Jack Buccolski, 35, short and stocky, part Polish, part Italian, wholly English, robustly healthy and fit.
Suspicious of everyone, and energetic to the point of disdain for all who can’t keep up with him. Of low intelligence, but very cunning and conniving.
Pretty much a loner, even though he has a wide network of family most of whom he loathes. On nodding terms with the local Polish community but has a poorer grasp of the language than he thinks, so is laughed at behind his back. He has a violent streak and so most people keep him at a distance. Devoted to his mum, but ambivalent towards his dad, who he has had violent run-ins with.
Born into a rough neighbourhood in Northern England. Parents married without their parent’s consent or approval and so did not get any financial support. His mum supported him, but his dad resented the child for taking the attention of his wife away, and also because the kid was a burden on his lazy nature.
Schooldays were fraught with danger because of the Polish community kids, who picked up their parent’s attitude towards the Buccolskis, so he learned to fight early and do harm quickly. Brushes with the law as a teenager, for violent acts, brought him into contact with criminal elements at a young age. Affected by his dad’s nature, he saw life as a petty thief as being easier than one of honest toil.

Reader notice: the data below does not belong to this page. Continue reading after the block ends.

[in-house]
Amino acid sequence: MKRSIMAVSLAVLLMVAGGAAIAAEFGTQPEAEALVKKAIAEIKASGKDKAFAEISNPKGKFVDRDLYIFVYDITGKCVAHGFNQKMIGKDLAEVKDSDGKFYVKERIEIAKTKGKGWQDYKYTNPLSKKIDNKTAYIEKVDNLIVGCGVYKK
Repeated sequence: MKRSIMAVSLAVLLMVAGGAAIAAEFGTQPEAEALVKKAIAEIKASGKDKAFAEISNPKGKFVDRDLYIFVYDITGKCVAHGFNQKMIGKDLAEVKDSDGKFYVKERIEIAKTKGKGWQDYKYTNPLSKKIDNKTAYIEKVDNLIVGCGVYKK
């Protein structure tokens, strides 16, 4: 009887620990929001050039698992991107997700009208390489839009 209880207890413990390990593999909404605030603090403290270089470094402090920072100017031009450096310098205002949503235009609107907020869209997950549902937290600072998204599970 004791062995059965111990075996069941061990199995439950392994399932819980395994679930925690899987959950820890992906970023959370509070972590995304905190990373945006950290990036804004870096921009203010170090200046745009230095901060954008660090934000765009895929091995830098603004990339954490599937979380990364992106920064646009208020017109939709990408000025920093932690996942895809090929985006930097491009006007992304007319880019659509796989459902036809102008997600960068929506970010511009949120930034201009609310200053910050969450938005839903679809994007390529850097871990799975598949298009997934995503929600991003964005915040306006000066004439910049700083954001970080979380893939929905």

Always on the look-out for a quick buck, an easy fuck and a violent ruck.
‘Look at the dick, playing with his frickin’ phone in the street. Bloke’s gonna get knocked down by a bus!’ Jack scowled when he saw that the bloke was walking straight towards him, oblivious to everything. ‘Who does he think he is – King of the Frickin’ Pavement?’ Jack carried on walking, stiffened his shoulder and barged into him.
Just a touch of shoulder against upper arm. A glancing blow, but enough to make the bloke look up. ‘Enough to save his life if a bus was coming,’ Jack reasoned, not thinking how unlikely it was that a bus would be driving along the pavement.
“Really?” Jack heard this faintly over the deep bass pumping into his ears, but it had a certain menace to it. A certain deep resonance that he recognised from his many violent dealings. A shiver of anticipation rippled through him. He just knew that the other bloke had stopped and turned back. He could feel it in the hair on his back.
Jack cracked his neck, moving his head from side to side, the way he had seen professional boxers do. It always sent a message: don’t mess with me, darlin’ – I know what I’m doing. Some listened, some didn’t – it was all the same to him.
“Twat!” This time, it was fainter and Jack barely heard it. Maybe he even imagined it. But now, the word offered no threat. For all his lack of book-learning, Jack knew his opponents. A native cunning told him that this word was the only punch that the bloke would try to land. A token gesture to restore a bit of pride.
Jack walked on, little knowing that his opponent had a sharper weapon at his disposal and that he would wield it to devastating effect before the week was out. Really – the pen is mightier than the shoulder – twat!
(read more about Jack in Nightmare)